Alright. That’s all I can really think of for now. Did I miss something? Is there something you’re dying to know about our daily life that I did not mention or detail enough? Let me know in the comments.

Why I Homeschool

This year marks the beginning of our third year homeschooling and looking back, it seems inevitable that I ended up choosing this for my children.

However, until 3-4 years ago, I fully looked forward to (and expected to) walk my children to our local elementary school, then have them walk or bike to our local middle school, and then walk to our local high school (which is less than a five minute walk away).

I was a little worried about how I would manage the drop-off/pick-up for so many children (even then, I had visions of four kids), not to mention all their extra-curricular activities, but ultimately, I figured that millions of families do it every year. Surely, I would make it work.

But as the years progressed, I got more and more into my kids learning Chinese and wanting them to surpass my own abilities. That, of course, would take up at least a Friday night or a Saturday morning in Chinese school.

Plus, as I learned more about all the untold stories of America, both in terms of rendering peoples invisible as well as the mythologizing of America, I was already anticipating even more supplementing.

And then, of course, because I’m Taiwanese as well as secretly Tiger Mommyish, I firmly believed in my children taking as many extracurricular activities as possible because that is when their brains are most pliable.

So while none of any one of these things were that problematic on their own, the combination of them all was causing me a lot of stress.

And then I heard from my friend, Hotelier, that she was going to be homeschooling – and doing it in Chinese and BOOM!

A whole world opened up.

I stalked a bunch of homeschool Yahoo! groups and read a bunch of books for at least a year before I ultimately decided to homeschool and withdrew Cookie Monster from our local elementary school.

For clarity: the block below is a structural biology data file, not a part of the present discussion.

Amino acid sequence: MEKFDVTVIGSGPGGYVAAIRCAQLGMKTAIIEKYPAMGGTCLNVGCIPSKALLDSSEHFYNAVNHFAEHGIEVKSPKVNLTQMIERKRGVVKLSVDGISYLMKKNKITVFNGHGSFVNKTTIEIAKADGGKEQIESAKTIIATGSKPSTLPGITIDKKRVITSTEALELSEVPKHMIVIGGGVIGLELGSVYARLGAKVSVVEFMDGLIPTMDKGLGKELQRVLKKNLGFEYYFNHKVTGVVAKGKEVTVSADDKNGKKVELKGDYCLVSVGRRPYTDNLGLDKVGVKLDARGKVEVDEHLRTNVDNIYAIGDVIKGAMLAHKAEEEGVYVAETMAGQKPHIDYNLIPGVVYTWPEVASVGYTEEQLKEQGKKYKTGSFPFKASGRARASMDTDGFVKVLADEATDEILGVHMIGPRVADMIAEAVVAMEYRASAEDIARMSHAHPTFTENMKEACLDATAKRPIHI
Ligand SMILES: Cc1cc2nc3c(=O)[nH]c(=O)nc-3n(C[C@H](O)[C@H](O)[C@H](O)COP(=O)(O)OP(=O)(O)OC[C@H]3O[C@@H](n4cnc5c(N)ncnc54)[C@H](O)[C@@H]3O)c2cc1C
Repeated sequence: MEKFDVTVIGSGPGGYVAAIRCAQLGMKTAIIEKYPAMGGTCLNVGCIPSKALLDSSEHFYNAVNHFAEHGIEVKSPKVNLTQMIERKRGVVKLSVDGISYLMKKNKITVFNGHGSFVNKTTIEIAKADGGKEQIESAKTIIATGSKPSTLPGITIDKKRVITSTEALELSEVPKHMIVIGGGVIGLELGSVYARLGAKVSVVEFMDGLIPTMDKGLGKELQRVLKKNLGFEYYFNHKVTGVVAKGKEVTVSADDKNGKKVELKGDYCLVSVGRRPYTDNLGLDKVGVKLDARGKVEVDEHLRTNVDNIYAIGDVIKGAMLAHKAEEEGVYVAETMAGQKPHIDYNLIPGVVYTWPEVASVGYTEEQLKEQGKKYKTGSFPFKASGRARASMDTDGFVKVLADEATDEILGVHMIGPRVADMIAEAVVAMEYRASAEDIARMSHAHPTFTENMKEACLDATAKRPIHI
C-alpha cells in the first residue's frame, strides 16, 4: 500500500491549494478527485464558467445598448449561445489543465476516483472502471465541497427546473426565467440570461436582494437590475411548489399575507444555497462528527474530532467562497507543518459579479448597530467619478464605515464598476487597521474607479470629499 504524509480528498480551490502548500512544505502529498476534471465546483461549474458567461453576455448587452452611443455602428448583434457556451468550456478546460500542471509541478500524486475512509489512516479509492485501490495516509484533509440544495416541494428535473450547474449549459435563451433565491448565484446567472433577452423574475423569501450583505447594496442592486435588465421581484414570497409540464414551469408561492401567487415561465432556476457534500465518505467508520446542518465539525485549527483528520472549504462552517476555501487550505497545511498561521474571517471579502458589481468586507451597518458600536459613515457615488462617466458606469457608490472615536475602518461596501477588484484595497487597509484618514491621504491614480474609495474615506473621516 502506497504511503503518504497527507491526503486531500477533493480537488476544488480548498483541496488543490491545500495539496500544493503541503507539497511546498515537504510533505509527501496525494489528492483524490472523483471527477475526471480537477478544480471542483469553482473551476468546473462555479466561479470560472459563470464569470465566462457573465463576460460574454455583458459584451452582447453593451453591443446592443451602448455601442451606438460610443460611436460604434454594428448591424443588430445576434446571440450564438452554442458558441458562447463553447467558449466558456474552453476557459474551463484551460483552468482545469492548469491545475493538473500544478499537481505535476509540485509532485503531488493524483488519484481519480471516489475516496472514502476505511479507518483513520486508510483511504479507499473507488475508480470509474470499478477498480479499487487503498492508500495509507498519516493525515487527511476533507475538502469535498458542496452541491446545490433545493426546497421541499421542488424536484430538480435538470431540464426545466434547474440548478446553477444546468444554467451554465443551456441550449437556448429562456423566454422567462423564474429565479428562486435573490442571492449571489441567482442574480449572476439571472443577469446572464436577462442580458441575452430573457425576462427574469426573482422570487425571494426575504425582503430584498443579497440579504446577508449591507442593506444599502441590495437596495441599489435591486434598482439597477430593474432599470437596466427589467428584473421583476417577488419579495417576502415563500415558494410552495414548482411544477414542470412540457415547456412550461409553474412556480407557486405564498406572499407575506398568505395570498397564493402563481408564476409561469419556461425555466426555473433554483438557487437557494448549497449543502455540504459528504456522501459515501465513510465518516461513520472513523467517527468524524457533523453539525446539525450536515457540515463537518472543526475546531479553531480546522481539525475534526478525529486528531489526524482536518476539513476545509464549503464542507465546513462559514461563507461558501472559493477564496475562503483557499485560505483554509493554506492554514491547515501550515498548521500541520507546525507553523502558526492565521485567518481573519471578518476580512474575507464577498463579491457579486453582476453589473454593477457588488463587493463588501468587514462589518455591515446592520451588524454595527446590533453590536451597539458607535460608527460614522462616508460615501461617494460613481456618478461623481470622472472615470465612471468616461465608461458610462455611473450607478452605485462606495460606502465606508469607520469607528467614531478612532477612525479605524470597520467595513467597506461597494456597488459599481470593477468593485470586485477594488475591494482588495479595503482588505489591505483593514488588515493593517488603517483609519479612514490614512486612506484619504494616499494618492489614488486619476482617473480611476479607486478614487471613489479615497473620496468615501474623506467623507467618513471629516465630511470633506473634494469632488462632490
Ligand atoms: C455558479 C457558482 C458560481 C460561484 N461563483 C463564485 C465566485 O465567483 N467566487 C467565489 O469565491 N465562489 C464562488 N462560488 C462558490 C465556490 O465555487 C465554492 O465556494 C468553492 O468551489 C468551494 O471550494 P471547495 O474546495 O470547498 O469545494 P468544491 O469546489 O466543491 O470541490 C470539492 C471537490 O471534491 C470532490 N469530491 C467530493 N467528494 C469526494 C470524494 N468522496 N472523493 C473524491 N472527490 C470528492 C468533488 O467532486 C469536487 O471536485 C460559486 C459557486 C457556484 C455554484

Of course, I didn’t really have these reasons crystallized in my mind when I pulled Cookie Monster out of school, but over the years, I have thought about it some more and distilled my reasons to the following:

1) I have two mutually exclusive beliefs:

a) Children are over-scheduled.

b) Children should learn as many things as possible.

I have these visions of what a childhood should look like. We all do (though they be different). For me, I see childhood as huge swaths of empty space. Plenty of time to play, read, laze about, watch TV, and daydream.

The idea of a childhood full of being shuttled from school to after school programs to home to homework to sleep to wake only to do it all again – that makes me feel claustrophobic.

How stifling.

And yet.

How else can I prepare my kids for the pending zombie apocalypse? (Or more realistically, their future?)

How else can they be well-rounded humans unless they take music lessons? Play sports? Learn coding? Survive the wilderness? Carve their own Davids? Perform calculus in their heads faster than a computer?

How else can they do these things unless they take classes? And if they are in “regular” school, how can we do these classes unless they are after school? And if every moment is filled with classes, when will we be a family? When will they be children? When will they live?

I have four children. Let’s just assume my kids each take two classes. That’s eight classes a week. Since there is an age spread of seven years between the oldest and the youngest, they cannot all be shoved into the same classes – assuming they even have the same interests.


This was not acceptable to me.

2) Chinese language retention.

Everyone knows that once kids who were previously fluent in Chinese (or any language, really) starts full time school, their Chinese immediately takes a nose-dive and their English improves by leaps and bounds.

Of course it does.

It’s not some giant conspiracy (although it often seems to be). It’s just math.

There are only so many waking hours in a day. And if the majority of those hours are in English dominant spaces, how could our children not eventually become English dominant?

From what I recall as a child, though I didn’t exactly resent speaking and understanding Chinese, I certainly did not enjoy giving up every Saturday morning to weekly Chinese schools for my entire pre-college education.

Who is to say my children would be equally un-resentful?